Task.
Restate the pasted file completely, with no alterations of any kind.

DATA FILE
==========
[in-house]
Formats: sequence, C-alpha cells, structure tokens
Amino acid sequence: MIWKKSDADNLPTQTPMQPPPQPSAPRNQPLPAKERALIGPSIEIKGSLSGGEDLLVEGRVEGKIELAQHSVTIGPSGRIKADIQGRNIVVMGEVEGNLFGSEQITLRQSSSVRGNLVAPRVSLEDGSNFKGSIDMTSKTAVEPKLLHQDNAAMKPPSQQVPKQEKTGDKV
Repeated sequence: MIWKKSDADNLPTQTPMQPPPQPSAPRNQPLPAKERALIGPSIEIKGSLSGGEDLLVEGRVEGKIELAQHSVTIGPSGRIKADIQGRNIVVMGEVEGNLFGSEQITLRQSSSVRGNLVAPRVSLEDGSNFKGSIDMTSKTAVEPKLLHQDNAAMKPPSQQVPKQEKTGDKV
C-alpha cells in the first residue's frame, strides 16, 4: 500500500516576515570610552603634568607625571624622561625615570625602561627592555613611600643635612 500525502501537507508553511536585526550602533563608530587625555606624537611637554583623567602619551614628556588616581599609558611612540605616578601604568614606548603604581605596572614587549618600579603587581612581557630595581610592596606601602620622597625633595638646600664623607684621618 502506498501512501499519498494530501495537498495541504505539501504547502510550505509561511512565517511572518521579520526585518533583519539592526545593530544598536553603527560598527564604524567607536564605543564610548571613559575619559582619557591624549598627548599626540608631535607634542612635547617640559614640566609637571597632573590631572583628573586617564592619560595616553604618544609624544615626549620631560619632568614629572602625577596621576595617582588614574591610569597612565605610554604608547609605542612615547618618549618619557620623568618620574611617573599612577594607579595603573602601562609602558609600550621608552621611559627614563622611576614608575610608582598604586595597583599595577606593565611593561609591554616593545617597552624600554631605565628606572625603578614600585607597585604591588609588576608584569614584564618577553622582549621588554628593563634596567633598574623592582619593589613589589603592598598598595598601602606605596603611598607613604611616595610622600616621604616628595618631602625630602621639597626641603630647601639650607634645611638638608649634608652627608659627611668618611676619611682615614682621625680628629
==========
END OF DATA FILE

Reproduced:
[in-house]
Formats: sequence, C-alpha cells, structure tokens
Amino acid sequence: MIWKKSDADNLPTQTPMQPPPQPSAPRNQPLPAKERALIGPSIEIKGSLSGGEDLLVEGRVEGKIELAQHSVTIGPSGRIKADIQGRNIVVMGEVEGNLFGSEQITLRQSSSVRGNLVAPRVSLEDGSNFKGSIDMTSKTAVEPKLLHQDNAAMKPPSQQVPKQEKTGDKV
Repeated sequence: MIWKKSDADNLPTQTPMQPPPQPSAPRNQPLPAKERALIGPSIEIKGSLSGGEDLLVEGRVEGKIELAQHSVTIGPSGRIKADIQGRNIVVMGEVEGNLFGSEQITLRQSSSVRGNLVAPRVSLEDGSNFKGSIDMTSKTAVEPKLLHQDNAAMKPPSQQVPKQEKTGDKV
C-alpha cells in the first residue's frame, strides 16, 4: 500500500516576515570610552603634568607625571624622561625615570625602561627592555613611600643635612 500525502501537507508553511536585526550602533563608530587625555606624537611637554583623567602619551614628556588616581599609558611612540605616578601604568614606548603604581605596572614587549618600579603587581612581557630595581610592596606601602620622597625633595638646600664623607684621618 502506498501512501499519498494530501495537498495541504505539501504547502510550505509561511512565517511572518521579520526585518533583519539592526545593530544598536553603527560598527564604524567607536564605543564610548571613559575619559582619557591624549598627548599626540608631535607634542612635547617640559614640566609637571597632573590631572583628573586617564592619560595616553604618544609624544615626549620631560619632568614629572602625577596621576595617582588614574591610569597612565605610554604608547609605542612615547618618549618619557620623568618620574611617573599612577594607579595603573602601562609602558609600550621608552621611559627614563622611576614608575610608582598604586595597583599595577606593565611593561609591554616593545617597552624600554631605565628606572625603578614600585607597585604591588609588576608584569614584564618577553622582549621588554628593563634596567633598574623592582619593589613589589603592598598598595598601602606605596603611598607613604611616595610622600616621604616628595618631602625630602621639597626641603630647601639650607634645611638638608649634608652627608659627611668618611676619611682615614682621625680628629